Film

Indie Horror-Drama ‘Body’ Gets Smarter and More Provocative as It Goes

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The indie thriller Body may be short on action, but its deceptively simple premise masks a clever twist of an ending.

Set in an unspecified location on the night of Christmas Eve, Body opens on three college coeds bunking at one of their parents’ homes. The casting of the trio is predictable enough: There’s Cali, the sexy, reckless blonde (Alexandra Turshen); Mel, the funny, slightly homely brunette (Lauren Molina); and protagonist Holly (Helen Rogers), who fits somewhere in between.

Writing and directing team Dan Berk and Robert Olsen bring a sense of eerie dread to Christmas Eve, when every store is closed and the roads are dark and empty. Bored, Cali convinces her friends to drive to a nearby mansion belonging to her uncle, explaining that the house is unoccupied for the holidays. There, the girls’ drunken merriment ends when Holly figures out that the house belongs to a stranger and not Cali’s uncle. When a groundskeeper enters and discovers the intruders, he’s accidentally — and apparently fatally — pushed down the stairs.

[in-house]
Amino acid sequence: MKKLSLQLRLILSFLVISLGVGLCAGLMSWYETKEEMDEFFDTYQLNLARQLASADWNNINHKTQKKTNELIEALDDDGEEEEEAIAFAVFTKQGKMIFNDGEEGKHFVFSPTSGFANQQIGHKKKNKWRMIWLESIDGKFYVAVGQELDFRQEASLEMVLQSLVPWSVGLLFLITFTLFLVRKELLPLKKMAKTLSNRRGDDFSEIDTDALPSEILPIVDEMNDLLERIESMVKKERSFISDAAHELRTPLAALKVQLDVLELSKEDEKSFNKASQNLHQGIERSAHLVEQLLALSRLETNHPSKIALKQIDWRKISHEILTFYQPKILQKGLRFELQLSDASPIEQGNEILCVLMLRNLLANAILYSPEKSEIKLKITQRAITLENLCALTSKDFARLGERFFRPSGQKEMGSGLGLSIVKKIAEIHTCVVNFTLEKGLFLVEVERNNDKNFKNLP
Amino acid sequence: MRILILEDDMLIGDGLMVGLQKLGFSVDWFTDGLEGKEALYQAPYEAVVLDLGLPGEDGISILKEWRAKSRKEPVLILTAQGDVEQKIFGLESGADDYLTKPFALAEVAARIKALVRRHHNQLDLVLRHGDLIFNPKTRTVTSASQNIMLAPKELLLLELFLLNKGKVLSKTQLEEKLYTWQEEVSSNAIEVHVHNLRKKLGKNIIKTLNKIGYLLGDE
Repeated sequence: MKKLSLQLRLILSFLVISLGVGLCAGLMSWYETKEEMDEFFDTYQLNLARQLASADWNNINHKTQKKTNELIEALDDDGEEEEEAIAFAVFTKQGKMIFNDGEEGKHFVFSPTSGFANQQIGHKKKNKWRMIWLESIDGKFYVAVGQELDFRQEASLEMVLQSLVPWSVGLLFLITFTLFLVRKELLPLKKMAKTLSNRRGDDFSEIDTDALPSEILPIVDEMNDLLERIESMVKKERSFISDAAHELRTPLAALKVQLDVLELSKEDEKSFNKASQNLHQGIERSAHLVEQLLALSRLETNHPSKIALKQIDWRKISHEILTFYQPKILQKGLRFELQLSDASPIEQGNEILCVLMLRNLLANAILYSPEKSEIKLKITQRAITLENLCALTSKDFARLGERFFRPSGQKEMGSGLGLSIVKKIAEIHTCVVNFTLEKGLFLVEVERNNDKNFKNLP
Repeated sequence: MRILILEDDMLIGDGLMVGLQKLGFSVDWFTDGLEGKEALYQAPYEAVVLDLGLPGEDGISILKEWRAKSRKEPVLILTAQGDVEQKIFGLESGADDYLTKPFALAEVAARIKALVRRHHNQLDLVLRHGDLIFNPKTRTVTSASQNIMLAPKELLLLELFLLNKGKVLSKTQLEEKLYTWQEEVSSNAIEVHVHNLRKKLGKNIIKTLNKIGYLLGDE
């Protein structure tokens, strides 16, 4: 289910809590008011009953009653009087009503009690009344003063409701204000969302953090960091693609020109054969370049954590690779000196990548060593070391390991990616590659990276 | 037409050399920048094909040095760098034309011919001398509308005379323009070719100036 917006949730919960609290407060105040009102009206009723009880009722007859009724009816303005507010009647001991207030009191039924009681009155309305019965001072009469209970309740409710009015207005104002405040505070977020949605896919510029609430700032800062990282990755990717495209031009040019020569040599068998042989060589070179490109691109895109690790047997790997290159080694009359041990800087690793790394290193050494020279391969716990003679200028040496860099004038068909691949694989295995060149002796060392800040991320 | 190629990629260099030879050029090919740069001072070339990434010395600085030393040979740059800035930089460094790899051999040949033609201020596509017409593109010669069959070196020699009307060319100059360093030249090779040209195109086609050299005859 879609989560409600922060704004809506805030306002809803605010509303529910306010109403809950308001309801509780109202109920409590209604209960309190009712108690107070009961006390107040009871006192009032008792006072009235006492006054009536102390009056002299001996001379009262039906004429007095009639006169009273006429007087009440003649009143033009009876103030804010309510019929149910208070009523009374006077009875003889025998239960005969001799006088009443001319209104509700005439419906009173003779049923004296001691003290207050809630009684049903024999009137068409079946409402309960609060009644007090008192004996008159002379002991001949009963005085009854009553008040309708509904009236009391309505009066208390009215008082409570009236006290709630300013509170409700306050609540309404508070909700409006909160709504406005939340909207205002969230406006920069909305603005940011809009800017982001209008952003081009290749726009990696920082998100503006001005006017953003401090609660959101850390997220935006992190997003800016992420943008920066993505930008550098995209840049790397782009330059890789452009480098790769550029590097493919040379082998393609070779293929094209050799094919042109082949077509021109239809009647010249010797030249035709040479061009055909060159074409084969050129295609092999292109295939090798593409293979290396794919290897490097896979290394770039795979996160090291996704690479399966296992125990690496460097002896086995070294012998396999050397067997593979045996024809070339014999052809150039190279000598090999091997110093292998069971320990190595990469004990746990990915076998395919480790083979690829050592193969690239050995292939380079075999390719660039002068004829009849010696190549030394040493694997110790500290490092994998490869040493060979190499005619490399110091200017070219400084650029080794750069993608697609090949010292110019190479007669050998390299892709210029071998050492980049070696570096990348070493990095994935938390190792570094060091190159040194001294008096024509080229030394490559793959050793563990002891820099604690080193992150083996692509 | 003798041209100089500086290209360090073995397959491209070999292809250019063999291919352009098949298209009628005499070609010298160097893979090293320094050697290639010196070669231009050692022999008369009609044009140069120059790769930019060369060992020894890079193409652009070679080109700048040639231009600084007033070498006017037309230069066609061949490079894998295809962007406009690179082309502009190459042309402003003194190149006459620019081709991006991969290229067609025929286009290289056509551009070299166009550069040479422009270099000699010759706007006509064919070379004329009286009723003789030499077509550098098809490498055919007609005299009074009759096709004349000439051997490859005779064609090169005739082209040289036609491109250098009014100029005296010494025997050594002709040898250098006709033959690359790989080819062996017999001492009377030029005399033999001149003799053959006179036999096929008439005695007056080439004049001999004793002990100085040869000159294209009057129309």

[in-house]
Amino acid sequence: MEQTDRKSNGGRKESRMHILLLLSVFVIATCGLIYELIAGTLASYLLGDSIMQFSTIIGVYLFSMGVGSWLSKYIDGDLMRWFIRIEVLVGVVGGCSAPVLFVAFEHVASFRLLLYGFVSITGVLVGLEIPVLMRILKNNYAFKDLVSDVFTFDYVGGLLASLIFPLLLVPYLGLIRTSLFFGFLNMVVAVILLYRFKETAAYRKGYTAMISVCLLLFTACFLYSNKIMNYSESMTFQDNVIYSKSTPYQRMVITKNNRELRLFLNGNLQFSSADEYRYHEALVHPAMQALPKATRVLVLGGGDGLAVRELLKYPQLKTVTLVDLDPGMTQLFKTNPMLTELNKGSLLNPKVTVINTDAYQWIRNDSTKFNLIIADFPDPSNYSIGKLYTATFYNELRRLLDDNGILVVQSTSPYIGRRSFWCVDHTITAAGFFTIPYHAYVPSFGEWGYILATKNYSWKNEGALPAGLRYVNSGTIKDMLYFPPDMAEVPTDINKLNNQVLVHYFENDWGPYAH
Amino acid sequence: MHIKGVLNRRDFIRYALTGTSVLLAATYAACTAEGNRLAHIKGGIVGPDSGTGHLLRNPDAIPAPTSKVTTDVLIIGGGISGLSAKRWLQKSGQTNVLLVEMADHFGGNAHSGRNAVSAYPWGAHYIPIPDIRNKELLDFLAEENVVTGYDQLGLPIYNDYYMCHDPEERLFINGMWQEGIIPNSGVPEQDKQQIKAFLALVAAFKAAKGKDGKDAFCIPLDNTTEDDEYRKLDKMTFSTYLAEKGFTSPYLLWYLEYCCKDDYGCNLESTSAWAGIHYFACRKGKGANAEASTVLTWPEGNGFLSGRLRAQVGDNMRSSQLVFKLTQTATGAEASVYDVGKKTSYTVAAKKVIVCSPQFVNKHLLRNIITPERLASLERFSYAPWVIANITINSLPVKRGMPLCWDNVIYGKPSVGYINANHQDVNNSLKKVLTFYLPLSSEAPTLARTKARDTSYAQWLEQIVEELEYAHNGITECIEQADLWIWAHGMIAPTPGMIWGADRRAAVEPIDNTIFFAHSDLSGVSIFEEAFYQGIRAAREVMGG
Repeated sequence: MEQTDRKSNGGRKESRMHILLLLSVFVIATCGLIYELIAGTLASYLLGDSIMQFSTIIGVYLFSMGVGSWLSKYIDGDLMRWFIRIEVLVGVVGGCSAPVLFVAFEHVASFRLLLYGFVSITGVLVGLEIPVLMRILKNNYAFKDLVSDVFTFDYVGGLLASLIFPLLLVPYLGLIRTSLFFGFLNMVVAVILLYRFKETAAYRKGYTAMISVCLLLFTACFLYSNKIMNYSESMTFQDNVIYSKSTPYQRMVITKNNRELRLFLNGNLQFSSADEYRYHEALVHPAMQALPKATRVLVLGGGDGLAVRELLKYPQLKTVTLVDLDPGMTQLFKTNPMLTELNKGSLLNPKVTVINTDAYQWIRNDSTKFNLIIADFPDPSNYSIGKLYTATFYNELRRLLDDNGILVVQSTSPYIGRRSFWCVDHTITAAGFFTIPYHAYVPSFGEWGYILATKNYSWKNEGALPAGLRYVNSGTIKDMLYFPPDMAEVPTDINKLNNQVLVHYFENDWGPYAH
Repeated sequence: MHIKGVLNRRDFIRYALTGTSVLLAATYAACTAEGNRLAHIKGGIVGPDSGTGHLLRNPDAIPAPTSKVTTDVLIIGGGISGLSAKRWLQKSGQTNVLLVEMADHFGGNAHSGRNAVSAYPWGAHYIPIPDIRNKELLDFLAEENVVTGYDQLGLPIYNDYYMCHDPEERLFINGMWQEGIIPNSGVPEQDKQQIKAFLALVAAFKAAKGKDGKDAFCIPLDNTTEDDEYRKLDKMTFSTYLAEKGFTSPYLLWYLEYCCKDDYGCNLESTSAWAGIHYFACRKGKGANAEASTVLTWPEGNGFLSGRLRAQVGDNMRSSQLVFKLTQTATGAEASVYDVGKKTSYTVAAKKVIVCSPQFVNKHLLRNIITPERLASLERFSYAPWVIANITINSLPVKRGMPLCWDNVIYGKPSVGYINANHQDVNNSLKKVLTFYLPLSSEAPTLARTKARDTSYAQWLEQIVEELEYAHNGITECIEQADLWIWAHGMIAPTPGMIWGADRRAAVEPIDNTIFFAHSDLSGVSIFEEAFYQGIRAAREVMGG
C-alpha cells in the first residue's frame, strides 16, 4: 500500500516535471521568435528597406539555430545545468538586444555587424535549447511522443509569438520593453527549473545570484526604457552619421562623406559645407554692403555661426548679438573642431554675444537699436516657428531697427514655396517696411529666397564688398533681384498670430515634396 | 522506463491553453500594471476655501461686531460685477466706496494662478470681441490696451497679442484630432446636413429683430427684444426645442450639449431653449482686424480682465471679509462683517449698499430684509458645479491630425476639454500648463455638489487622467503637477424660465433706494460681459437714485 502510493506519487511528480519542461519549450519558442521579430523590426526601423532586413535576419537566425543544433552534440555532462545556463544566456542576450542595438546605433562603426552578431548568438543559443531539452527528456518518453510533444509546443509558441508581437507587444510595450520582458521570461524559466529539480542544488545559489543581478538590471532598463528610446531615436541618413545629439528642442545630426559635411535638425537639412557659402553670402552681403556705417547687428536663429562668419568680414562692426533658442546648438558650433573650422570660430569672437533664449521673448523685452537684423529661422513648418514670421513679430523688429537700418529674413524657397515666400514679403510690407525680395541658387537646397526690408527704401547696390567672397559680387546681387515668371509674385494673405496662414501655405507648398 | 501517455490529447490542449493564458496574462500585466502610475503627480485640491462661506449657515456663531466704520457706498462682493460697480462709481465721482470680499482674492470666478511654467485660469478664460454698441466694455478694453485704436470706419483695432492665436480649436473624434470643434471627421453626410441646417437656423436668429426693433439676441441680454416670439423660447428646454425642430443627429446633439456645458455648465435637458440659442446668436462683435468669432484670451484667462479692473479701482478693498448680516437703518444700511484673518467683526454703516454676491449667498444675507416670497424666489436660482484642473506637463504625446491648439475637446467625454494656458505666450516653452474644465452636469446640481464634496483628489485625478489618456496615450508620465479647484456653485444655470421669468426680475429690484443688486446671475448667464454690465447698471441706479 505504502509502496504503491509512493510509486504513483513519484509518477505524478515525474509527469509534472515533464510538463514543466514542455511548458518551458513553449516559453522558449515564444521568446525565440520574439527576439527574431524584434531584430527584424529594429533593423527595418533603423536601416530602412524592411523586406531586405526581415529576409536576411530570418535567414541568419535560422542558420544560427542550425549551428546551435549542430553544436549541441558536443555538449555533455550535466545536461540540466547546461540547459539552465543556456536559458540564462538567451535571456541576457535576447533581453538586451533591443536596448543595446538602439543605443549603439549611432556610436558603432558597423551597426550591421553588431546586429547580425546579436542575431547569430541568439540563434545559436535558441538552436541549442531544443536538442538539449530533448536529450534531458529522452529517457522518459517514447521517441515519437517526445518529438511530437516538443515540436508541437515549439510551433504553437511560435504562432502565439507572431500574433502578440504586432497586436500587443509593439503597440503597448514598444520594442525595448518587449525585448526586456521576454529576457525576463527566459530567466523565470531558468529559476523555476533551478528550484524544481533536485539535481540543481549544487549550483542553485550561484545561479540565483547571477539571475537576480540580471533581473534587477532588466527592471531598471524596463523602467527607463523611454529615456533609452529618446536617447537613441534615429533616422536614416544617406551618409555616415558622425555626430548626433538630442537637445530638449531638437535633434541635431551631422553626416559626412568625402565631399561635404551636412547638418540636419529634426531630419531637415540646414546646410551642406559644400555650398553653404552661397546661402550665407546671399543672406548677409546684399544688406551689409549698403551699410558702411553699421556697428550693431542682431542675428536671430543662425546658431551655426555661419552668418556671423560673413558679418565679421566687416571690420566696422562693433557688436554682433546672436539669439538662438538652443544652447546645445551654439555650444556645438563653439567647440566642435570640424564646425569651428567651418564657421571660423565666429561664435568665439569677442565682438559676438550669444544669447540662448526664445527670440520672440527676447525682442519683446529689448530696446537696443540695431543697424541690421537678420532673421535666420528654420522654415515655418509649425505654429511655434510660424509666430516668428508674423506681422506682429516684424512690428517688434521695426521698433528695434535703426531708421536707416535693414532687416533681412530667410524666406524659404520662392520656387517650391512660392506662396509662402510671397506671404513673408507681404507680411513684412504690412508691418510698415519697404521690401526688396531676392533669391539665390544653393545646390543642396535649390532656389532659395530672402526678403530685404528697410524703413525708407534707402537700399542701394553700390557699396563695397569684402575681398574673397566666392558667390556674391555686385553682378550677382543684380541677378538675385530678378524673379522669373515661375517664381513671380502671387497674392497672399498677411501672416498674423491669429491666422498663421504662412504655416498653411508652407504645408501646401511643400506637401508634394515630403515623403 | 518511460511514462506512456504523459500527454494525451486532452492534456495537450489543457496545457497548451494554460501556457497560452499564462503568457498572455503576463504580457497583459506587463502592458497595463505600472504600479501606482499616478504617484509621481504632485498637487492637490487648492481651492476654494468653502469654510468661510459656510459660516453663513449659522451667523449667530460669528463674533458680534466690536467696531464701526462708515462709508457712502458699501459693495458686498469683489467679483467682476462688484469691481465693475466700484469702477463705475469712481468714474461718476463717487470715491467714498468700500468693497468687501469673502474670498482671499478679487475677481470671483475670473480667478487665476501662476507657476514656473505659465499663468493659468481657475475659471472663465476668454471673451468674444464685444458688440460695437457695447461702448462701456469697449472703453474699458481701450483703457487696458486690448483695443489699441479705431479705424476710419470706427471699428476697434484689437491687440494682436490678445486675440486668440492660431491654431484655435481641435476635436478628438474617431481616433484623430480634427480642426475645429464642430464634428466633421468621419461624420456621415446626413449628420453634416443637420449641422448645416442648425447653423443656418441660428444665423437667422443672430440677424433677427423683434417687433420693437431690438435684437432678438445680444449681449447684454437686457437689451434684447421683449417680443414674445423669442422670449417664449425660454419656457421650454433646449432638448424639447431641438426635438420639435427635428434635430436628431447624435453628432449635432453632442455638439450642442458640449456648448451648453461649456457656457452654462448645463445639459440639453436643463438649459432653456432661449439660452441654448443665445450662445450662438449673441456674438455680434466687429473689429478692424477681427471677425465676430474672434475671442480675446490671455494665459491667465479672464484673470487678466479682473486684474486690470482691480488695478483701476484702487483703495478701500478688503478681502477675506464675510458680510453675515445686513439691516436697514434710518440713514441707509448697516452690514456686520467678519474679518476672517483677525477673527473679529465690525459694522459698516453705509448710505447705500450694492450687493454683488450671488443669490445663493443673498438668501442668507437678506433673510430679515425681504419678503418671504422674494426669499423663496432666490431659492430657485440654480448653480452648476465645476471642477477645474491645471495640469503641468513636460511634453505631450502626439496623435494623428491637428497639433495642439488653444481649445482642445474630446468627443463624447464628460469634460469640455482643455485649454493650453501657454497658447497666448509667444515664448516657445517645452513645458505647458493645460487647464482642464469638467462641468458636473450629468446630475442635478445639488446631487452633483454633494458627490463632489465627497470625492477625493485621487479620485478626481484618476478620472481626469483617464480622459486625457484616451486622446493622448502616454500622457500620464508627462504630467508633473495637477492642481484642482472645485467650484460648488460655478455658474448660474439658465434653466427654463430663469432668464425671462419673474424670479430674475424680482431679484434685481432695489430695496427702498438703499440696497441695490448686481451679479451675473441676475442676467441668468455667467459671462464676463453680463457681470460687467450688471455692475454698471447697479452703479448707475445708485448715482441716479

The film centers on the girls’ dilemma: Do they call the police and admit to breaking and entering, or do they deal with the mess on their own? On the surface a typical exercise in horror-film cliché, Body turns out to be a far more thought-provoking creature, a parable of adulthood and a stinging indictment of white-girl privilege.

Body

Written and directed by Dan Berk and Robert Olsen

Oscilloscope Laboratories

Opens December 11, IFC Center